There’s a shift in the way some people are doing business these days. They’re shedding their office cubicles to become freelancers. It’s not that hard. Most of the time all that’s required is a laptop, electrical outlet, and Wi-Fi connection to get the ball rolling. Tasbeeh Herwees from Good reports that a new economy has sprung up to support and cater to these individuals. But Herwees warns that some of these services say far more about the horrible state of our financial times than the good of unshackling ourselves from the office cubicle.
Co-working spaces represent the good in this new self-employed economy. Freelancers live lonely lifestyles — often working out of home-offices, alone. Co-working spaces have been sprouting up to help fill the void and bring the self-employed together. But freelancers on the go wanted for something more — thus, co-living spaces were born for these “digital nomads.”
These environments offer a place for traveling entrepreneurs to not only work, but also live and connect with other people with like-minded business practices. Herwees writes that the idea sounds utopic, but sends a far more bleak message about how we treat and package people. She writes:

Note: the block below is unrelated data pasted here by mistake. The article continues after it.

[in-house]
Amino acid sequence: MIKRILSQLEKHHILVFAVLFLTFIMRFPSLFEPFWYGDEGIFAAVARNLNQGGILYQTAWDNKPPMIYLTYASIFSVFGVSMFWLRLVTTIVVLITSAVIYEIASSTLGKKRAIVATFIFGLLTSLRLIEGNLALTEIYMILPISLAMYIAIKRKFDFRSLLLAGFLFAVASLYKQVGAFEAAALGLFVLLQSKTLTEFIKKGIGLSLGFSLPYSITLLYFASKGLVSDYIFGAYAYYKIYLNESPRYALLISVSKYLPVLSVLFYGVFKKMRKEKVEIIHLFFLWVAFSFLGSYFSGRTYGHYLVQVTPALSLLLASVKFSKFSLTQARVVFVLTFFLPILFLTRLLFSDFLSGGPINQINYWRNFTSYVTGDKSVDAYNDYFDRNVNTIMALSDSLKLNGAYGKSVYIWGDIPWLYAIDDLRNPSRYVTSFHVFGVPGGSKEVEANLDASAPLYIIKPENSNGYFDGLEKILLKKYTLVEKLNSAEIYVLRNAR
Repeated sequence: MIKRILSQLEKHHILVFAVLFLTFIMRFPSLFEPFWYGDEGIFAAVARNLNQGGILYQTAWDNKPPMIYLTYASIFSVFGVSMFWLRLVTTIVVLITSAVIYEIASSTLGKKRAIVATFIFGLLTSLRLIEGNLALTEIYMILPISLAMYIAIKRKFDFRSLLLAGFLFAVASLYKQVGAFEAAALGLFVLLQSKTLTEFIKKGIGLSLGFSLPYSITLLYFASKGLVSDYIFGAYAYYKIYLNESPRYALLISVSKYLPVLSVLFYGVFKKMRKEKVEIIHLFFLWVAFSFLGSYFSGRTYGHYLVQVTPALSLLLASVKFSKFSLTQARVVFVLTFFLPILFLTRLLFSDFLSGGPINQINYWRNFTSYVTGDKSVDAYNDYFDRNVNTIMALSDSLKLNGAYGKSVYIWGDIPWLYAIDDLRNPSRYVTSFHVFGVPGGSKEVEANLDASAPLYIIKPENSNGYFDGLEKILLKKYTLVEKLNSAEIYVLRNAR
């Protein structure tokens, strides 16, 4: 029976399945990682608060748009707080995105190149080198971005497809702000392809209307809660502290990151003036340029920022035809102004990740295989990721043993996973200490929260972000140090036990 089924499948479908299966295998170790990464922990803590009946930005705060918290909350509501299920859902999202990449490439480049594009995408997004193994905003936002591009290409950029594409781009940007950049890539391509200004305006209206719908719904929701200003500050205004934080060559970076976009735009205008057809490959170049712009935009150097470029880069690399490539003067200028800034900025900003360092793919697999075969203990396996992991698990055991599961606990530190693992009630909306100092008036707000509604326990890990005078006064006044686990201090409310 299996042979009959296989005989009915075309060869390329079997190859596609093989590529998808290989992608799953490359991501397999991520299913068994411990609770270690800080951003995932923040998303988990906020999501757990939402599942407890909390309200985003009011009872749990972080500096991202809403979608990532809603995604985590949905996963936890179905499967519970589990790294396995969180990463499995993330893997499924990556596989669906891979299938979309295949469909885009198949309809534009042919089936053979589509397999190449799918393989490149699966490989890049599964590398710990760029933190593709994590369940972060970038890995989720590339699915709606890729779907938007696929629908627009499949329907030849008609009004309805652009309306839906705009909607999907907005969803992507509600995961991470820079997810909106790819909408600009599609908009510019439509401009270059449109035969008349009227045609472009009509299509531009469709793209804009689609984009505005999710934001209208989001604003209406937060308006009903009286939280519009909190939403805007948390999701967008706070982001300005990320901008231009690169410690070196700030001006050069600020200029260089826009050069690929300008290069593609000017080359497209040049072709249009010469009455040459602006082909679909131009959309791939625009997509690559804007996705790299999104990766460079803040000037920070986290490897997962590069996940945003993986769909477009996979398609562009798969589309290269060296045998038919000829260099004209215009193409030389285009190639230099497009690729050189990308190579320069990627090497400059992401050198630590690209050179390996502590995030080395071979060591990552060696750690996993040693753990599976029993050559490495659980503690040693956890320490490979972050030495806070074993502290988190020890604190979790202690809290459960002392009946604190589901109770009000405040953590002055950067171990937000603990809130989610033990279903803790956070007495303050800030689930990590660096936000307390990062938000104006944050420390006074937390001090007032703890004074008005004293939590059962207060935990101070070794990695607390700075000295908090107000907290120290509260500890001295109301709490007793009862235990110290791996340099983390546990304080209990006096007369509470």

“You can’t afford rent anymore? Here, a better alternative: rent an office space you can sleep in. Co-living spaces are cheaper than most studio apartments in the urban metropolises — Nomad House’s Project Bali is $525 a month.”
She argues that putting co-living and working spaces into an all-in-one package compromises the boundaries between labor and leisure, being used as an answer to overpriced housing. In many cities, renting an apartment — let alone a working space — isn’t possible for self-employed individuals, according to a report in CityLab. Though, many digital nomads may not see it that way — that, in fact, these spaces provide them the freedom to live and work anywhere.
Both versions may hold some truth. What do you think about the rise of co-working and co-living spaces? Sound off in the comments below.
To read more about co-living spaces and how it affects the freelance economy, read more at Good.
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